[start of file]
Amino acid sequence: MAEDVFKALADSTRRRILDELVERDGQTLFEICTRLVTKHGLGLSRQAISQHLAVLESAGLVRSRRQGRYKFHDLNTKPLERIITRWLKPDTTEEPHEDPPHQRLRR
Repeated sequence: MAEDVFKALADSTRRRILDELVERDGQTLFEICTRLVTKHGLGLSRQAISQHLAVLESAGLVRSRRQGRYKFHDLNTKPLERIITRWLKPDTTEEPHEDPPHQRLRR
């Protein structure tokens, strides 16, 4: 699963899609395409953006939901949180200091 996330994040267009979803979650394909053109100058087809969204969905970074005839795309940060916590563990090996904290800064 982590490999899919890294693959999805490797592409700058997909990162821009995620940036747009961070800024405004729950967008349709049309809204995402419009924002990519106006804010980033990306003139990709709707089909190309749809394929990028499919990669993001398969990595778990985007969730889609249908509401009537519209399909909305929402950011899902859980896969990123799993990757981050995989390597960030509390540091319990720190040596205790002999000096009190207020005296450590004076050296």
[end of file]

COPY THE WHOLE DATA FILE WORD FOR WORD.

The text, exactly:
Amino acid sequence: MAEDVFKALADSTRRRILDELVERDGQTLFEICTRLVTKHGLGLSRQAISQHLAVLESAGLVRSRRQGRYKFHDLNTKPLERIITRWLKPDTTEEPHEDPPHQRLRR
Repeated sequence: MAEDVFKALADSTRRRILDELVERDGQTLFEICTRLVTKHGLGLSRQAISQHLAVLESAGLVRSRRQGRYKFHDLNTKPLERIITRWLKPDTTEEPHEDPPHQRLRR
């Protein structure tokens, strides 16, 4: 699963899609395409953006939901949180200091 996330994040267009979803979650394909053109100058087809969204969905970074005839795309940060916590563990090996904290800064 982590490999899919890294693959999805490797592409700058997909990162821009995620940036747009961070800024405004729950967008349709049309809204995402419009924002990519106006804010980033990306003139990709709707089909190309749809394929990028499919990669993001398969990595778990985007969730889609249908509401009537519209399909909305929402950011899902859980896969990123799993990757981050995989390597960030509390540091319990720190040596205790002999000096009190207020005296450590004076050296």